SUWANEE — It’s not the test, Gwinnett teachers said. The curriculum, and how it’s taught, is what matters.
As state education leaders discuss, and possibly choose, a statewide assessment in the coming months, several Gwinnett teachers said the way kids learn is most important.
Two weeks ago, Georgia Department of Education officials withdrew from a group of 22 states that had joined together to develop the next generation of standardized test. Citing cost concerns — more than $10 per student than what the state currently spends — the state withdrew from the Partnership for Assessment of Readiness for College and Careers, which costs $29.50 per student for computer-based administration of the test.
Instead, the state plans to create standardized tests aligned with the state’s academic standards in math and English language arts, and could make a custom test from products already on the market.
Mitchell Chester, head of the PARCC governing board, and is Commissioner of Education in Massachusetts, said keeping cost low was not a priority of PARCC. In an interview with National Public Radio, Chester said he doesn’t think Georgia can find a cheaper alternative to the test.
“I think any state going off on its own in trying to come up with the same quality assessment that PARCC is generating has a tall order to meet there,” Chester said.
Yet Georgia isn’t the only one to withdraw. The group of states, originally 22, has dwindled following the reported withdrawal of Florida, Alabama, North Dakota and Pennsylvania. That’s why State Superintendent John Barge said the national comparisons that were part of the PARCC sales pitch were impossible since less than half of the states participated.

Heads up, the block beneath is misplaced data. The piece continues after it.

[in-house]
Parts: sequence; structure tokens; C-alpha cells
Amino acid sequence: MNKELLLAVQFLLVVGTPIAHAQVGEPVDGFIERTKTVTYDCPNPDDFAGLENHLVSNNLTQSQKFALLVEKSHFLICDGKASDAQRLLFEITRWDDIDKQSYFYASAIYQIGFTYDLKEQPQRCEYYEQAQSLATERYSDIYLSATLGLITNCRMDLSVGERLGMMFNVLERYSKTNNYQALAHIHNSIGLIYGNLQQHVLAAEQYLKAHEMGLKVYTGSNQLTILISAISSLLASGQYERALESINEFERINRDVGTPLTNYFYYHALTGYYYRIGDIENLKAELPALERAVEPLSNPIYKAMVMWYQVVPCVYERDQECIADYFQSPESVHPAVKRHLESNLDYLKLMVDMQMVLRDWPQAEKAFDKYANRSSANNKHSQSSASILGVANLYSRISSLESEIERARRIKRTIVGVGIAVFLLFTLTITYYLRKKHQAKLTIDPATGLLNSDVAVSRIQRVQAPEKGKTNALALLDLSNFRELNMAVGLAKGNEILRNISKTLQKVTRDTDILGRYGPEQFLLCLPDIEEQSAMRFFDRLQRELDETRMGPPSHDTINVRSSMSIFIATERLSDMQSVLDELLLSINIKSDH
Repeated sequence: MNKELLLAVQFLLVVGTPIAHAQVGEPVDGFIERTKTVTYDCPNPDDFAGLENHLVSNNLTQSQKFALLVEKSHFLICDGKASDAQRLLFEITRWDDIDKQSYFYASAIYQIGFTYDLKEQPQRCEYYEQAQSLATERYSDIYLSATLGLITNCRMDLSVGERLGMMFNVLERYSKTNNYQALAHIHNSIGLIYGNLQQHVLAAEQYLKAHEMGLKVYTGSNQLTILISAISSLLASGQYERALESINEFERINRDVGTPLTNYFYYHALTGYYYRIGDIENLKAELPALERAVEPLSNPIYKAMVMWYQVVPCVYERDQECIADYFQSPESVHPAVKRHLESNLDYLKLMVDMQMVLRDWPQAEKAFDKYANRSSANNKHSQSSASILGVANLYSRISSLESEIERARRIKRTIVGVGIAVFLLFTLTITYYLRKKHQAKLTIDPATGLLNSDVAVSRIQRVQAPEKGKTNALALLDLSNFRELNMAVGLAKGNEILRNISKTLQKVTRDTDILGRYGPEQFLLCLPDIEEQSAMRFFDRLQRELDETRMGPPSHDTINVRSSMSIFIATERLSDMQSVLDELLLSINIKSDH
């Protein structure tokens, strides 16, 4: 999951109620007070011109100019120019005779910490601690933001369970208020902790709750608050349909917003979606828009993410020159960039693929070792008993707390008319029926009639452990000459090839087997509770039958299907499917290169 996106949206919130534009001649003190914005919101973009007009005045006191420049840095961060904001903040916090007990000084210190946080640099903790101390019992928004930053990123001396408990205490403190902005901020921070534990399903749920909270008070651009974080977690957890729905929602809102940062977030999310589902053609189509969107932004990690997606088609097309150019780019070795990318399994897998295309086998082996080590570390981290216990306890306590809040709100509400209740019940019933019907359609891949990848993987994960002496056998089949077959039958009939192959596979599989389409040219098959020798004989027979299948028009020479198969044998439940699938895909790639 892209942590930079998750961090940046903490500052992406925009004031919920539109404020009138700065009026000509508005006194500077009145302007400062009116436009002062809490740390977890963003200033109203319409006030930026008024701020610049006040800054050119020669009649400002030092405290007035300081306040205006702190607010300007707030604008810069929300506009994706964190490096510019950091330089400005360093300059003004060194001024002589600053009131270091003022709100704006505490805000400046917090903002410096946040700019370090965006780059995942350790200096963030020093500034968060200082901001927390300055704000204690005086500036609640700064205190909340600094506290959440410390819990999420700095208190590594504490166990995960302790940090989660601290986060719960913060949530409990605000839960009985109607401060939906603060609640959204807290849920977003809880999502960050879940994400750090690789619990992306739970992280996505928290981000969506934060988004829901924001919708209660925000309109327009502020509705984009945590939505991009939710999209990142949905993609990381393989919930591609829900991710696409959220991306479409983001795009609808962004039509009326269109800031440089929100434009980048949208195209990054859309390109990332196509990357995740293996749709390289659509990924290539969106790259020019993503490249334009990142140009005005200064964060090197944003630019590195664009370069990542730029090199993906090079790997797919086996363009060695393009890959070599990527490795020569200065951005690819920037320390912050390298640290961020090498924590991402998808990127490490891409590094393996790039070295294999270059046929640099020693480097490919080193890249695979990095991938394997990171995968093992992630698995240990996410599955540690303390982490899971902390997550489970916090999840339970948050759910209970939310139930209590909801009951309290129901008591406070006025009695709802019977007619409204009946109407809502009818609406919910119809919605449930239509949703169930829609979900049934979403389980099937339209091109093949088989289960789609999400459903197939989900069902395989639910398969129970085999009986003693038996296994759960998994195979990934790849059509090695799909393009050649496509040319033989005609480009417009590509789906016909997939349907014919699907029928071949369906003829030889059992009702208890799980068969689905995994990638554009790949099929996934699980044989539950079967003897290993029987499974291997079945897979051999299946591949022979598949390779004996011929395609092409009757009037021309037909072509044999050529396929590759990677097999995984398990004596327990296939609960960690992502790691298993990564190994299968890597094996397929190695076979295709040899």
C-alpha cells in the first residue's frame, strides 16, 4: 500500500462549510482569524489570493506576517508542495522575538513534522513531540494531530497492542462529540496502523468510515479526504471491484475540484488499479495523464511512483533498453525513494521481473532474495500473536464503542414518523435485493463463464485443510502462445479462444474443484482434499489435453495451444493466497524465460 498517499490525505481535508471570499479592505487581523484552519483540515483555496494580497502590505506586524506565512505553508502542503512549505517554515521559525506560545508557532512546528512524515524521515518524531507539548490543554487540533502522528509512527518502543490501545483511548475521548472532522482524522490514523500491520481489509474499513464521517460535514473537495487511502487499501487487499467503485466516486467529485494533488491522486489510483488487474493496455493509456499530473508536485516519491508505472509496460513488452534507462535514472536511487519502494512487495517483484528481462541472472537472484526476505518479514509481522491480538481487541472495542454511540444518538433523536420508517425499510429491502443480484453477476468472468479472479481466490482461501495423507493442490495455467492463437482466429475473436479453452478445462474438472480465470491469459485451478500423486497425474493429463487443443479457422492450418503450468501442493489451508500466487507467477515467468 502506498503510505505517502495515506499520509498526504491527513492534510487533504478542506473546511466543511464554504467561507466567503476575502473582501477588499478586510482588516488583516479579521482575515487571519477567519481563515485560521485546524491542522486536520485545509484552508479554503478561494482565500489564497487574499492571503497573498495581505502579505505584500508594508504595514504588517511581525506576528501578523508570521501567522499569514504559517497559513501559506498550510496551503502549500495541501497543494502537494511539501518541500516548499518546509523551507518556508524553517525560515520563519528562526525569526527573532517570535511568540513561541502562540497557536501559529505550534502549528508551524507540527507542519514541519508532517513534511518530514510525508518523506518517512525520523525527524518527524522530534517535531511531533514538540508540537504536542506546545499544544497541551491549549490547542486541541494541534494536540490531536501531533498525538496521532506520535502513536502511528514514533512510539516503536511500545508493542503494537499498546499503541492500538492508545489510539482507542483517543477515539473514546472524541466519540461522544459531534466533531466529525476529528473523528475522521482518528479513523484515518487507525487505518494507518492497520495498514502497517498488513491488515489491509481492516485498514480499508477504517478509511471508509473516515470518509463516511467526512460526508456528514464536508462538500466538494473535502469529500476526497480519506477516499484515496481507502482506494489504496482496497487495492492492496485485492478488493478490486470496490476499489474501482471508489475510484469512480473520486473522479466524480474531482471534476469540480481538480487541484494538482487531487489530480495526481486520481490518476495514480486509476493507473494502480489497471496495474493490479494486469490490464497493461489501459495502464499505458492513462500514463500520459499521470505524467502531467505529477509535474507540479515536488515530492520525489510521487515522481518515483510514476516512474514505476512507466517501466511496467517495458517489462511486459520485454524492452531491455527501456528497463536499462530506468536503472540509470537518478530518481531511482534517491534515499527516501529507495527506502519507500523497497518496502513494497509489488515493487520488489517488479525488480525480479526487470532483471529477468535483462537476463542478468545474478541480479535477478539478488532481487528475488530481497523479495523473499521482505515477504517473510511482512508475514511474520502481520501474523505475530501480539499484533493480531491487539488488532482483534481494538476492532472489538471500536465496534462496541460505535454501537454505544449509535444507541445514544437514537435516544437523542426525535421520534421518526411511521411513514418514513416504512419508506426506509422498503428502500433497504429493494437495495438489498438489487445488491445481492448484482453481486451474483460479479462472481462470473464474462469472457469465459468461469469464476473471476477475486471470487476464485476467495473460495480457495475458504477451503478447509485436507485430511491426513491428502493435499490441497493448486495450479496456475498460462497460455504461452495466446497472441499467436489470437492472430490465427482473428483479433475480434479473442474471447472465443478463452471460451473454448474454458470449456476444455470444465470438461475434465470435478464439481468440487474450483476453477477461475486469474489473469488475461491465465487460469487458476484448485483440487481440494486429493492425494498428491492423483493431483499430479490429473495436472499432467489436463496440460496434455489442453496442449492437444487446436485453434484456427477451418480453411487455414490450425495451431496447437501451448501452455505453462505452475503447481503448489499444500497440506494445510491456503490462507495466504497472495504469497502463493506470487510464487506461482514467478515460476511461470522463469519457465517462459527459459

Barge has said the new tests would be similar to the PARCC tests, and have the same level of difficulty and complexity. Barge has also said not being tied to PARCC offers more flexibility to teach Common Core standards.
For Central Gwinnett High chemistry teacher Karla Dickerson, and other Gwinnett County Public Schools teachers, the nuances of a particular test are not a priority.
“You teach what you’re supposed to teach,” Dickerson said. “You teach the curriculum, and then the students can succeed no matter what the test is put before them.”
More than 4,000 teachers in Gwinnett County Public Schools this summer participated in staff development courses that taught Academic Knowledge and Skills curriculum that’s aligned with Common Core standards in math and language arts. While an immediate reaction to the PARCC withdraw was a fear that pre-planning activities would wipe out what was learned this summer, or feature meetings to learn new curriculum, GCPS spokesman Jorge Quintana said that wasn’t the case.
Hunter Marshburn, a Duluth Middle social studies teacher, concurred.
“Our goals are obviously going to be the same, the end result is going to be the same,” Marshburn said. “Gwinnett County has always had the highest levels of assessment anyways. I don’t see it having much of a change or influence at all, in the way these kids learn. It’s definitely not going to have an affect on the way we teach them. The standards are going to be the same.”
Barge has indicated that the bubble-in, multiple-choice tests could be replaced by an answer sheet where students write out answers. That’s welcome news for Duluth Middle teacher Will Hilderbrand, who teaches gifted sixth grade social studies. Hilderbrand said he enjoys reading a student’s writing style, even handwriting.
“Most assessments are multiple choice, but I don’t think all tests should be, because life is not a multiple choice answer,” Hilderbrand said. “You’ve got to add essays and explanations to things.”